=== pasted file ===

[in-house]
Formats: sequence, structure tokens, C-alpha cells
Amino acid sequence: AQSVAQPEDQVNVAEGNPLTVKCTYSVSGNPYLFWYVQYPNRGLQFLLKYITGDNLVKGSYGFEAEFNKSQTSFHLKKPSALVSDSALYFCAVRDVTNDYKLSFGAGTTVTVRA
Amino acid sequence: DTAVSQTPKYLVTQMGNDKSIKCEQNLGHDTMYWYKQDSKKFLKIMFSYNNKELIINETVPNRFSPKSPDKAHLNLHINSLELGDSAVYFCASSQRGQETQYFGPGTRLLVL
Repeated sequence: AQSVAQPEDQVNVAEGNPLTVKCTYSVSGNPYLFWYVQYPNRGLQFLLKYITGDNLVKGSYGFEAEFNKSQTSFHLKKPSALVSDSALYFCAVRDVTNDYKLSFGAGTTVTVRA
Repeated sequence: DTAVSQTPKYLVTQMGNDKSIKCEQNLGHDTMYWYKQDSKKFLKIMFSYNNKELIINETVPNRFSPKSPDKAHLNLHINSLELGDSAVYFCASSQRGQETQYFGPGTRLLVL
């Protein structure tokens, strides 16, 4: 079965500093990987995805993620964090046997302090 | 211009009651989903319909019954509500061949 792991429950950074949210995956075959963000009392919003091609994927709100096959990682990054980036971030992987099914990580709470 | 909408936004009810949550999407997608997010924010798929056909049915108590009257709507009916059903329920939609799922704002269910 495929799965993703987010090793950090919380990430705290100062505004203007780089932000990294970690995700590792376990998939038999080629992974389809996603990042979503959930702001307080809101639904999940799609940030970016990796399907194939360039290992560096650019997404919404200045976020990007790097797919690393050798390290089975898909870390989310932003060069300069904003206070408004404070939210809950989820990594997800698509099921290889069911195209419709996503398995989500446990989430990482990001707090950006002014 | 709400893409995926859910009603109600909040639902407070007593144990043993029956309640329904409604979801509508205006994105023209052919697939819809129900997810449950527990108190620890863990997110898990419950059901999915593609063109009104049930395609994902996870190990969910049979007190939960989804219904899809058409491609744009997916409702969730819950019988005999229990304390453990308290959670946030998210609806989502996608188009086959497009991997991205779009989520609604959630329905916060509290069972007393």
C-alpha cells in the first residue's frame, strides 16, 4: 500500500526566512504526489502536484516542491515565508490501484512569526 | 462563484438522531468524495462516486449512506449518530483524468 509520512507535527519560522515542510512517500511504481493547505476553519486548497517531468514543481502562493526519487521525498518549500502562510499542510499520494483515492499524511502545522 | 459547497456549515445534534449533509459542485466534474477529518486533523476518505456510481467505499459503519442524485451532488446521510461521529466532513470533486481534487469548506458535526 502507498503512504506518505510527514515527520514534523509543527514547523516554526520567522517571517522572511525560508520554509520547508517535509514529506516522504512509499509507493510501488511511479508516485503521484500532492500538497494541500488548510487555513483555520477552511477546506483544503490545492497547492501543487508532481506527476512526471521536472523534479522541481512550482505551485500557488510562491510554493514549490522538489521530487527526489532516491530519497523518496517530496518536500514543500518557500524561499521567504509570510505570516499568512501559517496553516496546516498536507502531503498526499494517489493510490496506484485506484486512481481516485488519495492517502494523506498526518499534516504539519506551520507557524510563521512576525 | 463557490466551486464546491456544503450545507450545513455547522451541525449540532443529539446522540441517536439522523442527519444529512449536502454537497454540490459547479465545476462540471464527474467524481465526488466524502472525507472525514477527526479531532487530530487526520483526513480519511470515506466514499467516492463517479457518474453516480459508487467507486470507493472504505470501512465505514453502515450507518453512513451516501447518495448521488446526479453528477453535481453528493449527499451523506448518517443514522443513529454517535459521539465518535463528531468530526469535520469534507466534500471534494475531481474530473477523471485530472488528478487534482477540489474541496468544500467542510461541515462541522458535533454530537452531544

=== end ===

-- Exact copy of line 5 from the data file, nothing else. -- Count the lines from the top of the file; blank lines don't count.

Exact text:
Repeated sequence: AQSVAQPEDQVNVAEGNPLTVKCTYSVSGNPYLFWYVQYPNRGLQFLLKYITGDNLVKGSYGFEAEFNKSQTSFHLKKPSALVSDSALYFCAVRDVTNDYKLSFGAGTTVTVRA